It was previously recognized that the morphological changes of an intrapapillary capillary loop (IPCL) might represent a new option for early diagnosis of squamous cell carcinoma in the esophagus[21,22]. However, evaluation of IPCLs under white light observation requires high levels of proficiency and is usually not possible during the usual clinical workup. By using the magnifying scope, the normal appearance of the IPCL is identified as red dots. NBI enables a more vivid observation of the IPCLs, increasing diagnostic accuracy, especially for inexperienced endoscopists (Figure (Figure1C1C). Branching vessels which are located relatively deeper in the wall layers are observed in cyan, while IPCLs which are located in a more superficial layer, are observed as brown loops (brown dots).
Changes in the IPCL pattern include dilatation, tortuosity and/or caliber change of individual IPCL or multiple IPCLs of various shapes. According to the degree of change, these are classified into five types[23,24]: type I is associated with normal epithelium and IPCLs are observed as smooth running small-diameter capillary vessels; type II involves minimal dilatation and elongation of IPCLs, and is often equivalent to regenerative tissue or inflammation; type III assumes minimal changes in IPCLs and corresponds to borderline lesions which potentially include esophagitis and low-grade intraepithelial neoplasia; in type IV, 3 of the 4 abnormal IPCLs patterns are present and correspond to high-grade intraepithelial neoplasia; finally, type V includes all 4 abnormal IPCLs characteristics and signifies the presence of cancer. Type V is subdivided in four types, type V-1, V-2, V-3 to VN which reflect cancer infiltration depth. In type V-1, IPCLs demonstrate characteristic changes, dilatation, meandering, irregular caliber and variable form, and corresponds to m1 lesions (carcinoma in situ). As it advances to m2 and m3, destruction of IPCL advances gradually and these changes are further extended into the submucosa. Thus, in type VN, which is characteristic of sm deep invasive carcinoma, new tumor vessels appear, around 10 times larger than the irregular vessels which appear in IPCLs type V-3 (Figure (Figure2C2C)[23,24].
ME-NBI is very useful for identifying superficial squamous cell carcinoma in the head and neck region. Muto et al[25,26] reported that visualization of abnormal microvessel architecture in cancerous lesions is significantly improved by NBI as compared with WLE. This finding is clinically significant because no cases of superficial cancer in the oropharynx or hypopharynx were previously reported before the advent of NBI.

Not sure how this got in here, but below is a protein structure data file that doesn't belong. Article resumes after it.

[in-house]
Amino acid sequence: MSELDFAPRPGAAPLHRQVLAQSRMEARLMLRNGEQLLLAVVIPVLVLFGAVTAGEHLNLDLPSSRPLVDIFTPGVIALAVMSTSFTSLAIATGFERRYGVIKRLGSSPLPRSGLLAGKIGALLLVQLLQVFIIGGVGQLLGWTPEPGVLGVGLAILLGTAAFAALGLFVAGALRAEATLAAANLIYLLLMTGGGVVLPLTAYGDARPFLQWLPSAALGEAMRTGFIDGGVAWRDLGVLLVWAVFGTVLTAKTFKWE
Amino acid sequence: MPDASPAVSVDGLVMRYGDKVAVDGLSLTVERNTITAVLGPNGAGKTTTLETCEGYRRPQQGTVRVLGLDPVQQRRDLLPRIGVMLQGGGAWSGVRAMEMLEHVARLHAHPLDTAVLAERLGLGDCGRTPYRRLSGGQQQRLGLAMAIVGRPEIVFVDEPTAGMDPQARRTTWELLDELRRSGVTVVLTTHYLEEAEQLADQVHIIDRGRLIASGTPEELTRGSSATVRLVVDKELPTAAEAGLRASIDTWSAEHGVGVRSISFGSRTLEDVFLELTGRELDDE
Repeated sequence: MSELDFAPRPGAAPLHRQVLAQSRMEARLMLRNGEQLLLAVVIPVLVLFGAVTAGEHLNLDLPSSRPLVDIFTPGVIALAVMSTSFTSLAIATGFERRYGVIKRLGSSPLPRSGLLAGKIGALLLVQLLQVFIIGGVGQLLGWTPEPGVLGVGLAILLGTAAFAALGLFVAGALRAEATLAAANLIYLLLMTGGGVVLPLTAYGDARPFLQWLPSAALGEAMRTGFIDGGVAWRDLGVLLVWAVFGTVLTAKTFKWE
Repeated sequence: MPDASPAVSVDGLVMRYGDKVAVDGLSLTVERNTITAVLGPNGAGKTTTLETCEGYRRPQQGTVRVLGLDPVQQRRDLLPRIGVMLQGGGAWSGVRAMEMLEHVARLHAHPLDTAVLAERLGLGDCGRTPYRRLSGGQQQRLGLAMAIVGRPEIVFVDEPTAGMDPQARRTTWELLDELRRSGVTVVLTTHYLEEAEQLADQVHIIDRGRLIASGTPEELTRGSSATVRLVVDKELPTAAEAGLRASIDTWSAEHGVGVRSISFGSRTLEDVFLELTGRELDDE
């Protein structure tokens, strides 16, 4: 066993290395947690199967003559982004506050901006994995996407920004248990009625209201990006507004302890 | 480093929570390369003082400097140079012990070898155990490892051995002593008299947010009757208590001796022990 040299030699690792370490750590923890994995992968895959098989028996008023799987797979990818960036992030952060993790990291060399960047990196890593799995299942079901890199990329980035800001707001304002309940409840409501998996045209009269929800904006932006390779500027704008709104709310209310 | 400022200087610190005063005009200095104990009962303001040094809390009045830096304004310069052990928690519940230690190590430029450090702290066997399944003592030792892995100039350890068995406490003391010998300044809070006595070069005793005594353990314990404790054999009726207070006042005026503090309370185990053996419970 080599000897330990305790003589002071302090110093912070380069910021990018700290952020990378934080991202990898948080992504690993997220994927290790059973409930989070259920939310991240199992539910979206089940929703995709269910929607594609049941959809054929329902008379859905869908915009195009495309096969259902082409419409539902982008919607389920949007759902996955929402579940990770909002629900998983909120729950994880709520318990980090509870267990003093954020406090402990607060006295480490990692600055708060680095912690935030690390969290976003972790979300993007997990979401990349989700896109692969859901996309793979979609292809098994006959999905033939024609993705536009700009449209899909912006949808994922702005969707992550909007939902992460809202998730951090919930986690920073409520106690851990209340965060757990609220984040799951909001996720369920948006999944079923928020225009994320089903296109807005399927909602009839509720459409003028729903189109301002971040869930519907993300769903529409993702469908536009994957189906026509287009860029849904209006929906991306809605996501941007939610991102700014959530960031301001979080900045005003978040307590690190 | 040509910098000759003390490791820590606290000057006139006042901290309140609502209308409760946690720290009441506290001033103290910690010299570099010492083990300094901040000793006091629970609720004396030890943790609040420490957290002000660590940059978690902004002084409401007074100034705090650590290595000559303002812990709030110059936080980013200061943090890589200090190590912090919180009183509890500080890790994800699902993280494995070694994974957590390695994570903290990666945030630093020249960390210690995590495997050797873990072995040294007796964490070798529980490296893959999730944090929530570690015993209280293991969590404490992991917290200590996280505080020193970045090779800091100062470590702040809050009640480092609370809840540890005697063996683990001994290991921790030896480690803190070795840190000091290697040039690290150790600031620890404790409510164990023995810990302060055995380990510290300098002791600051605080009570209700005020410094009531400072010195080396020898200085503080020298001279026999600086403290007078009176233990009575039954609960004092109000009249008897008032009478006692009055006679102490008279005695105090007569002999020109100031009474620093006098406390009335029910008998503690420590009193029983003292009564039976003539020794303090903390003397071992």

Most of the studies using NBI were designed to evaluate the mucosal pattern and capillary network of patients with Barrett′s esophagus, knowing that during WLE it is difficult to identify dysplastic and early neoplastic changes. In all these studies, the accuracy of the diagnosis was higher for NBI as compared with WLE[27-34]. NBI with magnifying endoscopy thus enables visualization of the details of the mucosal surface and capillary networks without using dyes. Regular villous/gyrus-forming mucosal patterns, as well as flat mucosa with long branching blood vessels are highly predictive for specialized intestinal metaplasia without dysplasia. Irregular/disrupted mucosal pattern, an irregular vascular pattern and abnormal blood vessels are associated with high-grade intraepithelial neoplasia or early cancer. Abnormal vascularity was defined as dilated, corkscrew vessels with increased vascularity and an abnormal, nonuniform branching pattern (Figure (Figure2C2C)[27,28]. All high-grade intraepithelial neoplasia have at least one abnormality, and 85% have two or more abnormalities. Goda et al reported that the addition of capillary pattern to fine mucosal patterns improved the diagnostic value of ME-NBI for detecting specialized intestinal metaplasia and superficial adenocarcinoma.
In a recent study, Singh et al validated a simplified classification of the various morphologic patterns visualized in Barrett′s esophagus in four easily distinguishable types: A, round pits with regular microvasculature (columnar mucosa without intestinal mucosa); B, villous/ridge pits with regular microvasculature (intestinal metaplasia); C, absent pits with regular microvasculature (intestinal metaplasia); D, distorted pits with irregular microvasculature (high-grade intraepithelial neoplasia). This classification showed reproducibility and repeatability, both by experienced endoscopists and for those unfamiliar with NBI, suggesting a rapid learning curve. Therefore, ME-NBI allows all endoscopists to perform targeted biopsies for specialized intestinal metaplasia and high-grade intraepithelial neoplasia with a high rate of success[30-34].